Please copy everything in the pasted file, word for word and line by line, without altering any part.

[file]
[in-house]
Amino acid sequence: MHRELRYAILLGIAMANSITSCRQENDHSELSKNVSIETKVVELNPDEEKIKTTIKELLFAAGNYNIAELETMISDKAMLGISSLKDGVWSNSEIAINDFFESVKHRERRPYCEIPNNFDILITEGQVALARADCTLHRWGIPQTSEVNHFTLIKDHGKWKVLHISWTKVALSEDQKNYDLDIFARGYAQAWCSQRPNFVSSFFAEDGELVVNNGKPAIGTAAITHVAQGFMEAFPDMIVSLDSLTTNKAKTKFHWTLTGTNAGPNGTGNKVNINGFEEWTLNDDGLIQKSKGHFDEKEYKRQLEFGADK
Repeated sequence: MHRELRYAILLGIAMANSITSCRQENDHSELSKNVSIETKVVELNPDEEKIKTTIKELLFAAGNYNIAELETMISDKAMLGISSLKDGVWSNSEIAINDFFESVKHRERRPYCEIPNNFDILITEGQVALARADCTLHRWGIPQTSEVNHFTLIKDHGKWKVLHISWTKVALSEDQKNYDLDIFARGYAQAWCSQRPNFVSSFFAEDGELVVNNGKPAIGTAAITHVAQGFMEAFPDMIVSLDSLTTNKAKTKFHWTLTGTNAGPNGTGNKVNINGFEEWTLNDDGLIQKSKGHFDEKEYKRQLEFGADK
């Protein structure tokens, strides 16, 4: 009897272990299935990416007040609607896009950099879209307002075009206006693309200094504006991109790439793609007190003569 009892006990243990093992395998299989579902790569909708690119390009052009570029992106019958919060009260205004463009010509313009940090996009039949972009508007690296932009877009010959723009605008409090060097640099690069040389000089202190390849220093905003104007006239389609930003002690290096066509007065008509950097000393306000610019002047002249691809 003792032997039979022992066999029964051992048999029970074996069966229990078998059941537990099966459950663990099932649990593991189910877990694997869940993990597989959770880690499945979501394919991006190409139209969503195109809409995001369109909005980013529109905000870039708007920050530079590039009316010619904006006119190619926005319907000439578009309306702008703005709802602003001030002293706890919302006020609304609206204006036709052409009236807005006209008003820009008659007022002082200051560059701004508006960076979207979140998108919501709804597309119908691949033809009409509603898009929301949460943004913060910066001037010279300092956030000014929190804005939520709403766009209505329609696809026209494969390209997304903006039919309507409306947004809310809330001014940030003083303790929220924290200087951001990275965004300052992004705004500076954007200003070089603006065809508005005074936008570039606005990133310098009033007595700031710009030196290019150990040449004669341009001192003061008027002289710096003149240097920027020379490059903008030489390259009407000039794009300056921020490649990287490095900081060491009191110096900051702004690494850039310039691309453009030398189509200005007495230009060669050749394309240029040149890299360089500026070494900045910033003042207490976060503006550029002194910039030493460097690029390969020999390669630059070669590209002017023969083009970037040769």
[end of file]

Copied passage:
[in-house]
Amino acid sequence: MHRELRYAILLGIAMANSITSCRQENDHSELSKNVSIETKVVELNPDEEKIKTTIKELLFAAGNYNIAELETMISDKAMLGISSLKDGVWSNSEIAINDFFESVKHRERRPYCEIPNNFDILITEGQVALARADCTLHRWGIPQTSEVNHFTLIKDHGKWKVLHISWTKVALSEDQKNYDLDIFARGYAQAWCSQRPNFVSSFFAEDGELVVNNGKPAIGTAAITHVAQGFMEAFPDMIVSLDSLTTNKAKTKFHWTLTGTNAGPNGTGNKVNINGFEEWTLNDDGLIQKSKGHFDEKEYKRQLEFGADK
Repeated sequence: MHRELRYAILLGIAMANSITSCRQENDHSELSKNVSIETKVVELNPDEEKIKTTIKELLFAAGNYNIAELETMISDKAMLGISSLKDGVWSNSEIAINDFFESVKHRERRPYCEIPNNFDILITEGQVALARADCTLHRWGIPQTSEVNHFTLIKDHGKWKVLHISWTKVALSEDQKNYDLDIFARGYAQAWCSQRPNFVSSFFAEDGELVVNNGKPAIGTAAITHVAQGFMEAFPDMIVSLDSLTTNKAKTKFHWTLTGTNAGPNGTGNKVNINGFEEWTLNDDGLIQKSKGHFDEKEYKRQLEFGADK
């Protein structure tokens, strides 16, 4: 009897272990299935990416007040609607896009950099879209307002075009206006693309200094504006991109790439793609007190003569 009892006990243990093992395998299989579902790569909708690119390009052009570029992106019958919060009260205004463009010509313009940090996009039949972009508007690296932009877009010959723009605008409090060097640099690069040389000089202190390849220093905003104007006239389609930003002690290096066509007065008509950097000393306000610019002047002249691809 003792032997039979022992066999029964051992048999029970074996069966229990078998059941537990099966459950663990099932649990593991189910877990694997869940993990597989959770880690499945979501394919991006190409139209969503195109809409995001369109909005980013529109905000870039708007920050530079590039009316010619904006006119190619926005319907000439578009309306702008703005709802602003001030002293706890919302006020609304609206204006036709052409009236807005006209008003820009008659007022002082200051560059701004508006960076979207979140998108919501709804597309119908691949033809009409509603898009929301949460943004913060910066001037010279300092956030000014929190804005939520709403766009209505329609696809026209494969390209997304903006039919309507409306947004809310809330001014940030003083303790929220924290200087951001990275965004300052992004705004500076954007200003070089603006065809508005005074936008570039606005990133310098009033007595700031710009030196290019150990040449004669341009001192003061008027002289710096003149240097920027020379490059903008030489390259009407000039794009300056921020490649990287490095900081060491009191110096900051702004690494850039310039691309453009030398189509200005007495230009060669050749394309240029040149890299360089500026070494900045910033003042207490976060503006550029002194910039030493460097690029390969020999390669630059070669590209002017023969083009970037040769």